Caleana nigrita facts for kids
Quick facts for kidsSmall duck orchid
|Caleana nigrita growing near Yallingup|
Caleana nigrita, commonly known as the small duck orchid or flying duck orchid is a species of orchid endemic to the south-west of Western Australia. It is the most common of the flying duck orchids and has the widest distribution of the Western Australian species. It has a single smooth leaf and is distinguished from the others by its labellum which has a hump in the middle and calli covering two thirds of its outer end. Its dull colouration makes it difficult to find, especially in areas that are blackened by fire.
Caleana nigrita has a single smooth green or red leaf, 10–30 mm (0.4–1 in) long and 7–11 mm (0.3–0.4 in) wide. One or two greenish-yellow and red flowers, 16–27 mm (0.6–1 in) long and 9–16 mm (0.4–0.6 in) wide are borne on a stalk 50–150 mm (2–6 in) high. The dorsal sepal, lateral sepals and petals hang downwards with the dorsal sepal pressed against the column which has broad wings, forming a bucket-like shape. Two-thirds of the outer part of the labellum is covered with glossy black glands or calli and the labellum has a small hump at its centre. Flowering occurs from August to October.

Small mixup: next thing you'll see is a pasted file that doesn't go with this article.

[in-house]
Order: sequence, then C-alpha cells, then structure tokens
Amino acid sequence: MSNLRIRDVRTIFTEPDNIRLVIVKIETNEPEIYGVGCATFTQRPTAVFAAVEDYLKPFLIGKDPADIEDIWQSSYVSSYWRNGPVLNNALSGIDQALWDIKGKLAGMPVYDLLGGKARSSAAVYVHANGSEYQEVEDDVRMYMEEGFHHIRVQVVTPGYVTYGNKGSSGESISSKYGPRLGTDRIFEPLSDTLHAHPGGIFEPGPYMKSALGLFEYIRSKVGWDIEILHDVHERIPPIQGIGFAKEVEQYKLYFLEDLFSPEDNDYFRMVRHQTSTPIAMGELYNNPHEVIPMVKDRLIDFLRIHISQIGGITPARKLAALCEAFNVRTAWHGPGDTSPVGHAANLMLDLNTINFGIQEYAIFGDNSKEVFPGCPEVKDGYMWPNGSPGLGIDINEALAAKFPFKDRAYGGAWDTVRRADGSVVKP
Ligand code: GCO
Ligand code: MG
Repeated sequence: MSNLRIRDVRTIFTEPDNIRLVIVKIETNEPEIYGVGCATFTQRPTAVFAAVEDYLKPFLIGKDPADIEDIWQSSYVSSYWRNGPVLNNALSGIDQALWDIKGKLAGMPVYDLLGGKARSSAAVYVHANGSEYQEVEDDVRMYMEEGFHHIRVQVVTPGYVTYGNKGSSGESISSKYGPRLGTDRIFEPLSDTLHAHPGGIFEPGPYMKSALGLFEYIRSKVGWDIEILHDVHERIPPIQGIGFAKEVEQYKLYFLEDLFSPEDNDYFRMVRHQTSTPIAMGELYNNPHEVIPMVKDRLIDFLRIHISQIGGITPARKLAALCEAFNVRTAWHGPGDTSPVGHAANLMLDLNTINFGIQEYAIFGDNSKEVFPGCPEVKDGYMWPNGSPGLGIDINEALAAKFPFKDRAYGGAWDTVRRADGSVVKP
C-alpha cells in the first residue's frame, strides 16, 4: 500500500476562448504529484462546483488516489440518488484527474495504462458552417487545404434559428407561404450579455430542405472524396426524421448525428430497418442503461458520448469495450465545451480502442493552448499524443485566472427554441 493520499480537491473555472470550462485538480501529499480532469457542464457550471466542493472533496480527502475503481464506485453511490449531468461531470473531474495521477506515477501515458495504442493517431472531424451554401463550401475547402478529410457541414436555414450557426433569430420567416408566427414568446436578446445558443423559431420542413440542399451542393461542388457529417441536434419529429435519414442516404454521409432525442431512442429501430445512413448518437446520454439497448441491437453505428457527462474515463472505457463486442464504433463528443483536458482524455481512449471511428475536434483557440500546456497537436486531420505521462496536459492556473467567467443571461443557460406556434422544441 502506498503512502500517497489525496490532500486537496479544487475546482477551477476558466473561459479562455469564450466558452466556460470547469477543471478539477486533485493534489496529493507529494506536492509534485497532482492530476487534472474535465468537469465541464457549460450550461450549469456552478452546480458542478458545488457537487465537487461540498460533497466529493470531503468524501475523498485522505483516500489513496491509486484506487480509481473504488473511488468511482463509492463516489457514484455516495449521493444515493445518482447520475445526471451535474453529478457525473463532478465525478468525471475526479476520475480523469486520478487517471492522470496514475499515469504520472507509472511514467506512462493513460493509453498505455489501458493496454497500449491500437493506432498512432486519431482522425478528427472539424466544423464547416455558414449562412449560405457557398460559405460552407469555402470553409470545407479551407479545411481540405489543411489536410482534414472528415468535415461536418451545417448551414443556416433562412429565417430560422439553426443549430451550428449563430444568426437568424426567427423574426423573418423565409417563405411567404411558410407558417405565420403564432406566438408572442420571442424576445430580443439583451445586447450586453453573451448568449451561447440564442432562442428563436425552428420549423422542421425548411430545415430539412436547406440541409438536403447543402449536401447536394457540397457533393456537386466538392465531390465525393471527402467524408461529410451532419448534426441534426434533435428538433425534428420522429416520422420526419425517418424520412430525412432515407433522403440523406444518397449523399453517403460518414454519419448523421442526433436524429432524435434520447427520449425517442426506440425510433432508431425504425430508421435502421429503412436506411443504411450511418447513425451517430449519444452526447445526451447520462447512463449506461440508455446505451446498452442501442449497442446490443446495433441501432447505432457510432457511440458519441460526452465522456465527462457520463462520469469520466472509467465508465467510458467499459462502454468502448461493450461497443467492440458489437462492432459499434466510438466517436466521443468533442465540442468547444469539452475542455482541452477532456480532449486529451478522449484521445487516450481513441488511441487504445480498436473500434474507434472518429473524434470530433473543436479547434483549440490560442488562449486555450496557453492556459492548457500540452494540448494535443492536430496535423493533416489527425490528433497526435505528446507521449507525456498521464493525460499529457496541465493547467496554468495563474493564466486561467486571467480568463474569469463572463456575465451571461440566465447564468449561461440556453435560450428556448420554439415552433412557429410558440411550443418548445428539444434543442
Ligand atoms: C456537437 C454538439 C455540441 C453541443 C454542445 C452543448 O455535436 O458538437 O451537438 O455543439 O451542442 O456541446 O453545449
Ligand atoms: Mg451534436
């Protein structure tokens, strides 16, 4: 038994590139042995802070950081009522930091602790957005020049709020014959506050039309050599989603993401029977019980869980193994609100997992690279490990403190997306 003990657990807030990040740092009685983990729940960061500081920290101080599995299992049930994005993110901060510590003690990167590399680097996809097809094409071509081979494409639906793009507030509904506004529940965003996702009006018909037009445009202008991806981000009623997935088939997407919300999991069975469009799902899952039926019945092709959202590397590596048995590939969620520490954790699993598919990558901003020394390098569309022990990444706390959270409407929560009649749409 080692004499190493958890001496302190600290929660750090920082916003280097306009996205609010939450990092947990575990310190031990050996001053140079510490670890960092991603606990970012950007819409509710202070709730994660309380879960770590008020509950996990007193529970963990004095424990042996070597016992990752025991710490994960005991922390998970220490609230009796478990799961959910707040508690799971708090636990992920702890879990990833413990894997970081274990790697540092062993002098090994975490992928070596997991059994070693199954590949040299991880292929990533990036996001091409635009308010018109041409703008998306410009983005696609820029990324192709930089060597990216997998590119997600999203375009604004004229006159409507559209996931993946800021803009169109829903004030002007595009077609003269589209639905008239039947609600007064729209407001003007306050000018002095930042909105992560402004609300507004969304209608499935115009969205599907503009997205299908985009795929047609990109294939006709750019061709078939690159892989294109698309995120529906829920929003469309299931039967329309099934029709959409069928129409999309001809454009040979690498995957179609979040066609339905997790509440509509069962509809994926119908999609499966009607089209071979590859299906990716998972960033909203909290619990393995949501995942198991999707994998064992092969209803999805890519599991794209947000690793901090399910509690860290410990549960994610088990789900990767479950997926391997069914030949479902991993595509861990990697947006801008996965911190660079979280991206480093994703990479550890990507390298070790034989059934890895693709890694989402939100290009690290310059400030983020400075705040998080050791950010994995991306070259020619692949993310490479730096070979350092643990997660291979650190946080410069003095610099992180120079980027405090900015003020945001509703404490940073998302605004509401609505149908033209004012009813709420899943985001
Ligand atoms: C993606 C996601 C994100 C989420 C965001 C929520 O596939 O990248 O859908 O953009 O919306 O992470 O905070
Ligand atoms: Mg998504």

Taxonomy and naming
The small duck orchid was first formally described in 1840 by John Lindley from an incomplete description by James Drummond in Edwards's Botanical Register. Drummond had given it the name Caleana nigrita and Lindley published his description in A Sketch of the Vegetation of the Swan River Colony. In 1972 Donald Blaxell changed the name to Paracaleana nigrita but the name change has not been accepted by the World Checklist of Selected Plant Families and in 1989 Mark Clements noted that none of the characters used to separate Paracaleana from Caleana is "sufficiently significant" to maintain two genera. The specific epithet (nigrita) is a Latin word meaning "blackened".
Distribution and habitat
Caleana nigrita is found in near-coastal areas between Eneabba and Esperance in the Swan Coastal Plain, WarrenAvon Wheatbelt, Esperance Plains, Jarrah Forest and Mallee biogeographic regions where it usually grows in woodland and shrubland.
Caleana nigrita (as Paracaleana nigrita) is classified as "not threatened" by the Western Australian Government Department of Parks and Wildlife.
Caleana nigrita Facts for Kids. Kiddle Encyclopedia.